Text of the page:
WASHINGTON (Reuters) -Former U.S. President Donald Trump’s showcase hotel in Washington bled millions of dollars during his time in office even as he concealed payments from foreign governments, a U.S. House of Representatives panel said on Friday.
The House Committee on Oversight and Reform said recently obtained government documents raised “troubling” questions about the Trump International Hotel, a historic building the Trump Organization leases from the federal government and a popular gathering spot for his supporters and for foreign dignitaries.
According to the Democratic-controlled committee, Trump reported that the hotel earned him more than $150 million during his time in office but actually lost more than $70 million.
The committee found that the hotel received over $3.7 million in payments from foreign governments – equal to more than 7,400 nights at the hotel, raising a potential conflict of interest.
The hotel gave a portion of that money to the U.S. government but failed to provide full details of those payments to the General Services Administration, the federal government’s property manager, the committee said. Its investigation was based on documents released by the GSA.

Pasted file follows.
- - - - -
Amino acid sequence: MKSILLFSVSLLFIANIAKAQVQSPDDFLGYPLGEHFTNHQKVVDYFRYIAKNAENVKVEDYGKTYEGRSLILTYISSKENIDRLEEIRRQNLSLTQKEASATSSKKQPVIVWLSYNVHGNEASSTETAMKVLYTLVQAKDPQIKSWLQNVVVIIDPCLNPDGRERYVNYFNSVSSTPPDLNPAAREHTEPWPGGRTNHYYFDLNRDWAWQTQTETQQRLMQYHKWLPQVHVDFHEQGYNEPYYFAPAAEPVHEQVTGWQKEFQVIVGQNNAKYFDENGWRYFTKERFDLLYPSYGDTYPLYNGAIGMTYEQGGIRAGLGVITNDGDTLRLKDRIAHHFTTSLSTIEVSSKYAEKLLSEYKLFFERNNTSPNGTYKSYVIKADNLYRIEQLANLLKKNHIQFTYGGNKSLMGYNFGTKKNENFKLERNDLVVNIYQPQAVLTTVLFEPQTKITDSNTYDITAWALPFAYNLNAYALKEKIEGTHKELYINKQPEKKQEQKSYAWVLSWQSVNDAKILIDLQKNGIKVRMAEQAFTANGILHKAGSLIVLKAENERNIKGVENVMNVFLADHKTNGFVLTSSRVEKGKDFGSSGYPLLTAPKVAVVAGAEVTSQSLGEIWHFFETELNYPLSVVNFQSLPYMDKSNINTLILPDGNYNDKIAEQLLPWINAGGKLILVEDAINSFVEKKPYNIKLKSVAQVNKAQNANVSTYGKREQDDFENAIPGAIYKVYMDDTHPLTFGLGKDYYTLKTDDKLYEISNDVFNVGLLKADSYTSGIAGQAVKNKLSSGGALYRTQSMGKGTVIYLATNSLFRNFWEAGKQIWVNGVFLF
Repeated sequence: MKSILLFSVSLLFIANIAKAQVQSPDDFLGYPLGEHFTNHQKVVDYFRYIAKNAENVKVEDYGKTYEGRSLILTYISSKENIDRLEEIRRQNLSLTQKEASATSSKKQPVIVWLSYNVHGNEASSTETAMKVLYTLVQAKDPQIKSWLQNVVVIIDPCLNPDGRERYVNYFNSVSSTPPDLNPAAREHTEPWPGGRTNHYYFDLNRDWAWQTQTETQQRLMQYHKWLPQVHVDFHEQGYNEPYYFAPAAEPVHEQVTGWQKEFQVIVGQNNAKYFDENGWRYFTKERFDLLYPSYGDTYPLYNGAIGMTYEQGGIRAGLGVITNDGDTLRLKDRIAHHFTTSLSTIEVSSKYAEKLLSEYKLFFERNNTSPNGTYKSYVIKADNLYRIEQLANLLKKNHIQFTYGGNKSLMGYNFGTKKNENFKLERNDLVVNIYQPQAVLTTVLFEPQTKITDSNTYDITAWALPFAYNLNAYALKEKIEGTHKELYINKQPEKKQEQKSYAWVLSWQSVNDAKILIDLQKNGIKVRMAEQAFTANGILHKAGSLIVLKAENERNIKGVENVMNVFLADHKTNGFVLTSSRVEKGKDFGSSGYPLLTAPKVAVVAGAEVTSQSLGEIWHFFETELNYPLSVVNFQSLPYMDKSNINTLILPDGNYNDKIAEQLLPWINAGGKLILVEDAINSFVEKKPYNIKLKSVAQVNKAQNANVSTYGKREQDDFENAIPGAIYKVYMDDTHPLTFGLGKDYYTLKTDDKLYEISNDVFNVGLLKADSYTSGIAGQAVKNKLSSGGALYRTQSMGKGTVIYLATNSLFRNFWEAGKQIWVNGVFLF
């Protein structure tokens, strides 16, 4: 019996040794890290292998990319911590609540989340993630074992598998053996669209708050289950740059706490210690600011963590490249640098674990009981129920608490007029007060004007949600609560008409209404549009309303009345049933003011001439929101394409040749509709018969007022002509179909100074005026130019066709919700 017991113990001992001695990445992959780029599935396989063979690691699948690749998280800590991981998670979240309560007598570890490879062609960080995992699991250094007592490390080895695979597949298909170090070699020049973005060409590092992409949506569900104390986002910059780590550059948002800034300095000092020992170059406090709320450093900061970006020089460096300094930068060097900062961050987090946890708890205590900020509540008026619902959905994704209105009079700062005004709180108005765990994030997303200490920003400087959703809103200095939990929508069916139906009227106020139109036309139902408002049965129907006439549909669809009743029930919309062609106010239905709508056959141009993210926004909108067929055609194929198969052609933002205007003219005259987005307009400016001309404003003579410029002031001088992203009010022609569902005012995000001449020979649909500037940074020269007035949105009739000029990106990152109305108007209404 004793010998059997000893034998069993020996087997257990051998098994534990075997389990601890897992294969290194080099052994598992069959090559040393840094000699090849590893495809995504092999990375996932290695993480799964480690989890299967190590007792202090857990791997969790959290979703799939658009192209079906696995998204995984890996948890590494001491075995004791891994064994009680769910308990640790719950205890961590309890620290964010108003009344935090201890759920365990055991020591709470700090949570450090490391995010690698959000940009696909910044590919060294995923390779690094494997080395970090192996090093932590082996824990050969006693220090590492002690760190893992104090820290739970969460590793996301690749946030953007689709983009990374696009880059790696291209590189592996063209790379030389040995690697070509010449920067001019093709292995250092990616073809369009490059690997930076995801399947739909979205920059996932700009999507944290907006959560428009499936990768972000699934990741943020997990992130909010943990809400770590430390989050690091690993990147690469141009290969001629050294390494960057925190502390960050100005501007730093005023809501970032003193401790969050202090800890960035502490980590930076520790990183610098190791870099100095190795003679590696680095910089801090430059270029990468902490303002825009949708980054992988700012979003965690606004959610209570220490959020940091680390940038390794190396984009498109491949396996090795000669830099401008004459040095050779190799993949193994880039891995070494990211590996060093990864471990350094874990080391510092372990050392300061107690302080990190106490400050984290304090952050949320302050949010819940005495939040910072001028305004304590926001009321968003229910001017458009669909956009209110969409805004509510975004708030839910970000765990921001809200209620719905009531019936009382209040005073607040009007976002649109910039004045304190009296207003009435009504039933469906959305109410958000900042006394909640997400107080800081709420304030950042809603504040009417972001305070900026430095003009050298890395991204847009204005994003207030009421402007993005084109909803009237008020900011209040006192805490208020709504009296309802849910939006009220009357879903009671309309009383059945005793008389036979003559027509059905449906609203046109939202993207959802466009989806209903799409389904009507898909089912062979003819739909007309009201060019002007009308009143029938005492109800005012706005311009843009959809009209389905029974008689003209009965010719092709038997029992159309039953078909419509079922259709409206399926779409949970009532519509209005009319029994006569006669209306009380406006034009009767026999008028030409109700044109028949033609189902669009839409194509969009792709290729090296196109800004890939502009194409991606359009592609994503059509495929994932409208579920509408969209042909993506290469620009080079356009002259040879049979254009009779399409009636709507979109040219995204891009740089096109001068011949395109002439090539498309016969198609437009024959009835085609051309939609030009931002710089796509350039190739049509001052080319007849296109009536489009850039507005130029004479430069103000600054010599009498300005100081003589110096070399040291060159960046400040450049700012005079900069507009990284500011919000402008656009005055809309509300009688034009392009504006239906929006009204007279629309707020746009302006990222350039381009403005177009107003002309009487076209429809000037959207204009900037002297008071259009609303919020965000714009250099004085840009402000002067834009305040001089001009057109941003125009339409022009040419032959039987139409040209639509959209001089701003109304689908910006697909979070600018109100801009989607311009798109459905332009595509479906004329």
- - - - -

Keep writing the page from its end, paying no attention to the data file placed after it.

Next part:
Provisions in the U.S. Constitution prohibit the president from obtaining payments, or “emoluments”, from foreign governments.
Trump’s lawyers have argued in court cases that his ownership of the hotel did not violate these constitutional provisions.
A Trump Organization spokeswoman said the committee’s report was inaccurate but did not elaborate.
“This report is nothing more than continued political harassment in a desperate attempt to mislead the American public and defame Trump in pursuit of their own agenda,” Kimberly Benza said.
The GSA did not immediately respond to a request for comment.
Congressional Democrats say the GSA stonewalled their investigation into Trump’s businesses while he was in office, but in July 2021 finally produced some of the documents they had been seeking.
The committee found that Trump moved millions of dollars through other businesses, complicating GSA’s ability to enforce provisions that prohibited him from collecting profits from the hotel.
The committee also found that he concealed debts when he was bidding for use of the property in 2011 and failed to disclose what it said were favorable loan terms from Deutsche Bank AG that financed renovations to the hotel.
The House panel found that Deutsche Bank allowed Trump to delay making payments on the principal of a $170 million loan for six years.
The committee said Trump did not disclose “this significant benefit from a foreign bank” while he was in office.
Deutsche Bank spokesman Daniel Hunter said that was inaccurate, without giving further details.
(Reporting by Jan Wolfe; Editing by Andy Sullivan, Alistair Bell and John Stonestreet)